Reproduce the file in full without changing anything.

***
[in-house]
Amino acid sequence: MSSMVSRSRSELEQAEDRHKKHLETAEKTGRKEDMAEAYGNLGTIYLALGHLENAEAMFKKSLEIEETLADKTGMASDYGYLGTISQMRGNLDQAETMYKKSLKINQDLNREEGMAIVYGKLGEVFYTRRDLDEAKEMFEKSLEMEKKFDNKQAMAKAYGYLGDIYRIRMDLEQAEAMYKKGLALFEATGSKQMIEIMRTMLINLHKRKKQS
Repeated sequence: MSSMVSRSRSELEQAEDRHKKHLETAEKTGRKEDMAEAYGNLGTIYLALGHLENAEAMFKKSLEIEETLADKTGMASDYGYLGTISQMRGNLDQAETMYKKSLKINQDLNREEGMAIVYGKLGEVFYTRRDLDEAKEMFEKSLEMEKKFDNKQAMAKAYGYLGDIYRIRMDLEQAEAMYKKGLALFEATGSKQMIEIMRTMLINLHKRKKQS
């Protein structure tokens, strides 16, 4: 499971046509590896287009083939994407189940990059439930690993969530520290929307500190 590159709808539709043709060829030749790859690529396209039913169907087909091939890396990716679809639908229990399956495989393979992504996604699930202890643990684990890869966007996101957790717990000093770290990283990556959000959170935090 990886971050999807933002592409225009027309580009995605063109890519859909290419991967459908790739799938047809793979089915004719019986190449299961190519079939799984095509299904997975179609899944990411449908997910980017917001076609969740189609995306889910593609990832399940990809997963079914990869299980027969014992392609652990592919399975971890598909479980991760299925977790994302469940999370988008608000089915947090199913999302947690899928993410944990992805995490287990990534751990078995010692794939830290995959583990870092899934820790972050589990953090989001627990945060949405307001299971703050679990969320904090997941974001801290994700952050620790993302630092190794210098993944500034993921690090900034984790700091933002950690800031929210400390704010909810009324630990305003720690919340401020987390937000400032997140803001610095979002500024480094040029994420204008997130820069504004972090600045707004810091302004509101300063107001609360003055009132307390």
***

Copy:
[in-house]
Amino acid sequence: MSSMVSRSRSELEQAEDRHKKHLETAEKTGRKEDMAEAYGNLGTIYLALGHLENAEAMFKKSLEIEETLADKTGMASDYGYLGTISQMRGNLDQAETMYKKSLKINQDLNREEGMAIVYGKLGEVFYTRRDLDEAKEMFEKSLEMEKKFDNKQAMAKAYGYLGDIYRIRMDLEQAEAMYKKGLALFEATGSKQMIEIMRTMLINLHKRKKQS
Repeated sequence: MSSMVSRSRSELEQAEDRHKKHLETAEKTGRKEDMAEAYGNLGTIYLALGHLENAEAMFKKSLEIEETLADKTGMASDYGYLGTISQMRGNLDQAETMYKKSLKINQDLNREEGMAIVYGKLGEVFYTRRDLDEAKEMFEKSLEMEKKFDNKQAMAKAYGYLGDIYRIRMDLEQAEAMYKKGLALFEATGSKQMIEIMRTMLINLHKRKKQS
């Protein structure tokens, strides 16, 4: 499971046509590896287009083939994407189940990059439930690993969530520290929307500190 590159709808539709043709060829030749790859690529396209039913169907087909091939890396990716679809639908229990399956495989393979992504996604699930202890643990684990890869966007996101957790717990000093770290990283990556959000959170935090 990886971050999807933002592409225009027309580009995605063109890519859909290419991967459908790739799938047809793979089915004719019986190449299961190519079939799984095509299904997975179609899944990411449908997910980017917001076609969740189609995306889910593609990832399940990809997963079914990869299980027969014992392609652990592919399975971890598909479980991760299925977790994302469940999370988008608000089915947090199913999302947690899928993410944990992805995490287990990534751990078995010692794939830290995959583990870092899934820790972050589990953090989001627990945060949405307001299971703050679990969320904090997941974001801290994700952050620790993302630092190794210098993944500034993921690090900034984790700091933002950690800031929210400390704010909810009324630990305003720690919340401020987390937000400032997140803001610095979002500024480094040029994420204008997130820069504004972090600045707004810091302004509101300063107001609360003055009132307390």